“Why Are We Being Treated So Unfairly?” - ‘Frustrated & Angry’ USW-Represented Essential Workers Employed At Tonawanda’s Unifrax Plant Have Been ‘Toiling Under A COVID Cloud Without A New Contract’ Since November
WNYLaborToday.com Editor’s Note: Pictured above, a number of Members of United Steelworkers (USW) Local 4-2058 and their young children gathered at a USW Hall in Niagara Falls earlier this week to create a series of signs that take their employer - Tonawanda-based Unifrax, to task for their lack of interest in negotiating a fair contract with their parents. USW Officials have filed Bad Faith Bargaining Charges with the National Labor Relations Board (NLRB) against the company and are now taking their situation public in hopes of getting the manufacturer of specialty fiber and advanced materials used by the auto industry to negotiate a fair contract with their more than 200 Employees. (WNYLaborToday.com Photos)
(NIAGARA FALLS, NEW YORK) – Across the United States during the COVID-19 Pandemic, Essential Workers have kept on working while so many others have stayed home. They’ve worked to keep the U.S. moving, placing themselves in peril while performing their duties in all kinds of plants across this country. And, while they’ve been hailed as heroes by many, a good portion of them are not being treated as such by their employers - who sing words of praise for them, but - in the same breath, fail to do the right thing.
Yet another case in point is the Unifrax Plant in Tonawanda, located just outside Buffalo. There, 202 United Steelworkers (USW)-represented Employees have continued to make specialty fiber and advanced materials used by the auto industry, despite the problems brought about by the Coronavirus while working in close proximity in the manufacturing process.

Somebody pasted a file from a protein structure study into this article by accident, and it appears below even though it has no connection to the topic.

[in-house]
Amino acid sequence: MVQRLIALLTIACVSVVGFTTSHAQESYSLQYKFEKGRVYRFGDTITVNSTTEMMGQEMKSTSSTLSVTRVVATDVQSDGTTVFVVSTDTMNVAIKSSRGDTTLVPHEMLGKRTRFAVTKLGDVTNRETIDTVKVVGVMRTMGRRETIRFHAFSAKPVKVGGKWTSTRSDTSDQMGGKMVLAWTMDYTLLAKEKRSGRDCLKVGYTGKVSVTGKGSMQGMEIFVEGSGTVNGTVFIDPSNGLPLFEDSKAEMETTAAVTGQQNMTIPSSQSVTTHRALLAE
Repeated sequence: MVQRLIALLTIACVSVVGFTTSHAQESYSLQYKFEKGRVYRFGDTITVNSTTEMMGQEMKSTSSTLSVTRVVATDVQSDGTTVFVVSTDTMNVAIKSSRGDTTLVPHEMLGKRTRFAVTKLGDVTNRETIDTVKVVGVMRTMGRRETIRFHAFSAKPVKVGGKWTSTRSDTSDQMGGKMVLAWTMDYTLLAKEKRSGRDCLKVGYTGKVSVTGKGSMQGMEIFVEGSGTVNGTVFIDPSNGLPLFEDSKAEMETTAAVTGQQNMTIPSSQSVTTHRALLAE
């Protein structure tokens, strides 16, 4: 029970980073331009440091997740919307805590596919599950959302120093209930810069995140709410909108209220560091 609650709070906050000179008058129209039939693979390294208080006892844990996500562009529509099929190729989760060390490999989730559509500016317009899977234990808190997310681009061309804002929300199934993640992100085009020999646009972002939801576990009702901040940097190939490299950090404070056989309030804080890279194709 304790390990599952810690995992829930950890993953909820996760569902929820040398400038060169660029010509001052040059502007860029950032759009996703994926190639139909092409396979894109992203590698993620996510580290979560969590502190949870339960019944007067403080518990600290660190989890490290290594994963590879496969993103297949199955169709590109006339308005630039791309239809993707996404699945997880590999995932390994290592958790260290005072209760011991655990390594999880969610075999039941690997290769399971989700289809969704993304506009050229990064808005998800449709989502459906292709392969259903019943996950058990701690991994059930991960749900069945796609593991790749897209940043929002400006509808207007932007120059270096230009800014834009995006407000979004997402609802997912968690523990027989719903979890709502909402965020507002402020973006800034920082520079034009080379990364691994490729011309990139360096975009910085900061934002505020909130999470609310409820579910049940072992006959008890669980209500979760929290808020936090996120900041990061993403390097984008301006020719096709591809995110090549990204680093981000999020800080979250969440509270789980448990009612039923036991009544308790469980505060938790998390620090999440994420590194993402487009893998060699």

Over the past 12 months, USW Local Local 4-2058 Representatives tell WNYLaborToday.com that at least a dozen of their Members have tested positive for COVID-19, with “some becoming pretty ill,” and another two hospitalized. Thankfully, no one has died from the virus.
With that fear hanging over their heads, and their families, the Unifrax Workers have continued to do their jobs, despite the fact their three-year contract expired back in mid-November.
The Union, which has played a positive role in assisting the company secure low-cost hydropower and taxpayer incentives from the Erie County Industrial Development Agency (ECIDA) for upgrades and expansions over the years, is now perplexed, frustrated and angry that Unifrax is failing to negotiate a fair successor contract for their hard-working heroes.
A “best and final” offer made by the company - whose roots go back into the 1960s in Western New York, isn’t what USW Representatives are calling fair, especially in light of the fact that it would cost their Members 2.5% in lost wages over the life of the contract.
There are other matters that are unresolved too, most notably in the realm of health care where the company has offered an alternative with high deductibles, with their pensions and Unifrax looking to create a “new third-tier of wages” for incoming hires, which according to USW Sub-District 4 Director Jim Briggs would especially hurt young people who are applying for jobs at the plant.
That’s why the USW has filed charges - including bad faith bargaining, against Unifrax with the National Labor Relations Board (NLRB).